This shark had been attacked by an Orca. This was on the beach near our apartment. We spent a lovely time on the beach, collecting shells, swimming and sunbathing.

At times we felt that we were in the desert.  This picture is of A/C and L in "The Sand -covered church."  Built in the 12 century on the flat ground midway between the two most important settlements of the parish.  It was closed in 1775, when the maintenance and the shifting, growing sand dunes proved to much for the parish.  Parts of the church were removed and others still lie under the sand.  All that remains is this tower, registered as a ancient monument.

At times we felt that we were in the desert. This picture is of A/C and L in "The Sand -covered church." Built in the 12 century on the flat ground midway between the two most important settlements of the parish. It was closed in 1775, when the maintenance and the shifting, growing sand dunes proved to much for the parish. Parts of the church were removed and others still lie under the sand. All that remains is this tower, registered as a ancient monument.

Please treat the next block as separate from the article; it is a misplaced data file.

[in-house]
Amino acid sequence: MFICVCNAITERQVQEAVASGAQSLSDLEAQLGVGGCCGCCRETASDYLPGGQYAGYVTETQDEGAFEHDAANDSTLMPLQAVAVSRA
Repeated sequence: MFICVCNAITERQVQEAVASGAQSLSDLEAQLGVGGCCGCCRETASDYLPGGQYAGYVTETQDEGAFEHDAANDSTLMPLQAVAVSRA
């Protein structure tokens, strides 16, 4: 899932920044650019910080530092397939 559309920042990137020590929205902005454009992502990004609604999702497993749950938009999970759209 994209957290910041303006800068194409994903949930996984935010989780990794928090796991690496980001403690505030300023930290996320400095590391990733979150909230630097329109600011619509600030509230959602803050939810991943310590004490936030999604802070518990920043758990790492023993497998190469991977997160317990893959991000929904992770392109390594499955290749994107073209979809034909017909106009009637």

Our right legs are in the North Sea and our left are in Baltic.  Look at a map of Denmark at we are at the very northern tip.

Our right legs are in the North Sea and our left are in Baltic. Look at a map of Denmark, we are at the very northern tip!

Near Rubjerg, north of Lokken, on the North sea, are 100 foot sand dunes that stretch for miles.  Here, there was a lighthouse that was slowly claimed by the sand and abandoned.  The wind was wild and the sand flew into eyes and ears.

Near Rubjerg, north of Lokken, on the North sea, are 100 foot sand dunes that stretch for miles. Here, there was a lighthouse that was slowly claimed by the sand and abandoned. The wind was wild and the sand flew into eyes and ears.

Artsy fartsy shot taken from the abandoned lighthouse.

Artsy fartsy shot taken from the abandoned lighthouse.

sand girls lighthouse blow
sunset kiss
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4 Responses to “Denmark Sunday, July 5-Thursday, July 9”

  1. Deirdre Says:

    Hello,

    Thank you so much for sharing your adventures.

    Taking the entire family to experience another country is a wonderful idea. Thank you for sharing your inspiring story.

    I live in London now (I’m actually American but I’ve lived A LOT of places) and I have friends in Arvika. I very much have Sweden on the brain and I want to spend in Arvika as well.